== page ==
How To Host Excellent Events: Lessons From New York Fashion Week

Hosting memorable events is a skill, and learning it will enhance relationships in business and life

STANLEY STERIL

In a world where we connect via technology in an instant, relationships are still best built in person. Calls can be efficient for getting things done, but there is nothing like sitting across the table from someone if you want to understand them and have them understand you. Humans are social creatures after all.

There is a limit to what we can achieve by sitting in our silos, even with the best books and fastest internet connections. Jordana Guimarães, who runs Fashinnovation, a conference on innovation in the fashion industry says that “the only way for people to keep growing is through collaboration.”

Hosting events, for work and for pleasure, has huge benefits, that last a lifetime. As Dorie Clark says in her book Stand Out: How to Find Your Breakthrough Idea and Build a Following Around It, if you become the connector of people, you build a community that is grateful to you, but isn’t about you.

Today In: Leadership

However, we have all been to events which were a waste of time and money. Events which guests leave with regret, thinking they will never get that time back, are damaging to their hosts’ reputations. Like most things in life, putting thought behind hosting an event, rather than simply hiring a venue and inviting people, is what makes the difference.

New York Fashion Week is one of the most visible festivals on the planet, and expectations for excellence are high. This year, Fashinnovation was one of the first events of the glamorous week, and gathered designers, celebrities, technology founders and retail buyers under one roof. What were the keys to the event being a success?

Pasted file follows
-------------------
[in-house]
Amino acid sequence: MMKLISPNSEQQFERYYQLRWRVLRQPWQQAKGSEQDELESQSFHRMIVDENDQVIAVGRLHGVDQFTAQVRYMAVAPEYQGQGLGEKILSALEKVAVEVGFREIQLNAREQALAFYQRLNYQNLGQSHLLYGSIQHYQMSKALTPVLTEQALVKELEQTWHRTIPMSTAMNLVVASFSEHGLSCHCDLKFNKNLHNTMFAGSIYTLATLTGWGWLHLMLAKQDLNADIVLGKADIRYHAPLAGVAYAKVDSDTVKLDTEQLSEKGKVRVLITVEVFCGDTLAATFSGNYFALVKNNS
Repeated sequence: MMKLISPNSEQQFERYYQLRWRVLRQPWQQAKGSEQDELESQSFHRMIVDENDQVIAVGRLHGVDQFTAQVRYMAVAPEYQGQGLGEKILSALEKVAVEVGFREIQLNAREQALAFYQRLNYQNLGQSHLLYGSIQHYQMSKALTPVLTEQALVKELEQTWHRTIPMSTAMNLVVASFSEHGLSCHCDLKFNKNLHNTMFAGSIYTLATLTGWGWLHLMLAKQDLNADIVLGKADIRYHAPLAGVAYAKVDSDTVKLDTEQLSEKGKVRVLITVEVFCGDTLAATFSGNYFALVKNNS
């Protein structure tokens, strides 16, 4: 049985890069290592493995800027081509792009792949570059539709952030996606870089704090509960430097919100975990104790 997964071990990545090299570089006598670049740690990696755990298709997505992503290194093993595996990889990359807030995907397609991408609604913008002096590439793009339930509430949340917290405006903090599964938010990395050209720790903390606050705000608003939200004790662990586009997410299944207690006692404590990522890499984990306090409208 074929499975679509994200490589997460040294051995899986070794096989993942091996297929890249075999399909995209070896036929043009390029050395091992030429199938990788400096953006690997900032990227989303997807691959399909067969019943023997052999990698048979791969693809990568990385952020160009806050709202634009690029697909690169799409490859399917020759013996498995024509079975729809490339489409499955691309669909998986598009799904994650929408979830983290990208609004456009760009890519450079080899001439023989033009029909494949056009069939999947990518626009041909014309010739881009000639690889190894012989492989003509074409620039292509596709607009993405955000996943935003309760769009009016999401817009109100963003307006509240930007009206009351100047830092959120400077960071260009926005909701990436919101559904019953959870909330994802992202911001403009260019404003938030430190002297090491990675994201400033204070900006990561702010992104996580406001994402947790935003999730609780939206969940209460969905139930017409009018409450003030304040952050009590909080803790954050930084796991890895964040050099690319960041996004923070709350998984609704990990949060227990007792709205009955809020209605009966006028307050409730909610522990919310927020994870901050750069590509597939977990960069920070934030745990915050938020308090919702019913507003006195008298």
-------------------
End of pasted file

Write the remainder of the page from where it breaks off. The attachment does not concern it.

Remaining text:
Have a clear aim

Events that have a clear aim are those that leave guests coming back for more. Priya Parker, author of The Art of Gathering, says “every meeting should be organized around a desired outcome.” For Fashinnovation, the desired outcome is collaboration. By bringing designers, retailers and technologists under one roof, Guimarães is creating an opportunity for ideas to spark and partnerships to form.

You do not have to host an event at one of the most glamorous festivals on the planet to apply those same principles. If your company is organizing an event, think about what the ideal outcome would be, not for yourself, but for your guests.

An event that has the sole purpose of selling your services is not going to be interesting. Events where guests can learn, be inspired or connect to people they do not normally see will be memorable and will leave them with a positive impression of you. This is far more likely to lead to lasting business relationships than another sales presentation.

Entrepreneur and Fashinnovation speaker Susan Rockefeller with Fashinnovation founders Jordana and Marcelo Guimaraes

STANLEY STERIL

The show must go on

Whether you are planning a conference or a dinner party, it is very likely that something will not go to plan. A key speaker will cancel last minute, the caterers will not deliver your order, or a venue will have a leaking roof. The bigger your event, the higher the likelihood of something going wrong.

While you may feel the pull of panic, it is likely that your guests will neither notice nor care. Guimarães says “no one has to know if something goes wrong, and no one does unless you show that it is.”  A panicking host will spook the guests, so remember to keep calm and carry on. Most problems are solvable.

Quality is more important than quantity

Unless you are organizing a rave, your guests will be more impressed by the quality conversations they have rather than the quantity of guests. Guimarães argues that niche and boutique gatherings are better for making lasting connections.

This September, Fashinnovation had 80 speakers and 600 attendees, but Guimarães will be scaling back for New York Fashion Week in February 2020 to enable guests to make more meaningful connections. Putting the needs of your guests first, rather than the desire to constantly expand, is what separates events we remember from those we forget.

Learning to become a great host is a life skill to enhance friendships, get clients and build your reputation. But like anything that bears fruit, it must be tended to. If you host events with thought, and differentiate yourself from the plethora of pointless gatherings, you will be remembered for all the right reasons.

[“source=forbes”]